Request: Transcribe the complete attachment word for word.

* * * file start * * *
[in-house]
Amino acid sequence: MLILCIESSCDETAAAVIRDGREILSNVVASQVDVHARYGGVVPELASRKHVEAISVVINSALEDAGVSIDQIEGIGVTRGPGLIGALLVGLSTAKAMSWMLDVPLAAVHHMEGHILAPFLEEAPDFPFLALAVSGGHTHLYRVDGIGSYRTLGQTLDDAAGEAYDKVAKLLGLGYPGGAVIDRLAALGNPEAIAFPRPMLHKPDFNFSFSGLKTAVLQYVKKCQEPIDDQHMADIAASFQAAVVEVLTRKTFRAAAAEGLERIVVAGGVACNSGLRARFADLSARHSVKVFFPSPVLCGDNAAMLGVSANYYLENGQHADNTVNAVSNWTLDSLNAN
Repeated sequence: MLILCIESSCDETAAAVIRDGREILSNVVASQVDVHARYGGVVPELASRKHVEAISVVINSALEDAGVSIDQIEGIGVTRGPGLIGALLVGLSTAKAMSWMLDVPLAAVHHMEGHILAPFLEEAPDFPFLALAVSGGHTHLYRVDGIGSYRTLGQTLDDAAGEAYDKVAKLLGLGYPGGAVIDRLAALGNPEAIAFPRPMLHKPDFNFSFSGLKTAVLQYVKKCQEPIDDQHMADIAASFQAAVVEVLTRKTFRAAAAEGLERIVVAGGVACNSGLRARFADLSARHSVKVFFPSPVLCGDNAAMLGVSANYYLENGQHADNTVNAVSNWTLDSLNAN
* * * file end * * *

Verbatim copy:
[in-house]
Amino acid sequence: MLILCIESSCDETAAAVIRDGREILSNVVASQVDVHARYGGVVPELASRKHVEAISVVINSALEDAGVSIDQIEGIGVTRGPGLIGALLVGLSTAKAMSWMLDVPLAAVHHMEGHILAPFLEEAPDFPFLALAVSGGHTHLYRVDGIGSYRTLGQTLDDAAGEAYDKVAKLLGLGYPGGAVIDRLAALGNPEAIAFPRPMLHKPDFNFSFSGLKTAVLQYVKKCQEPIDDQHMADIAASFQAAVVEVLTRKTFRAAAAEGLERIVVAGGVACNSGLRARFADLSARHSVKVFFPSPVLCGDNAAMLGVSANYYLENGQHADNTVNAVSNWTLDSLNAN
Repeated sequence: MLILCIESSCDETAAAVIRDGREILSNVVASQVDVHARYGGVVPELASRKHVEAISVVINSALEDAGVSIDQIEGIGVTRGPGLIGALLVGLSTAKAMSWMLDVPLAAVHHMEGHILAPFLEEAPDFPFLALAVSGGHTHLYRVDGIGSYRTLGQTLDDAAGEAYDKVAKLLGLGYPGGAVIDRLAALGNPEAIAFPRPMLHKPDFNFSFSGLKTAVLQYVKKCQEPIDDQHMADIAASFQAAVVEVLTRKTFRAAAAEGLERIVVAGGVACNSGLRARFADLSARHSVKVFFPSPVLCGDNAAMLGVSANYYLENGQHADNTVNAVSNWTLDSLNAN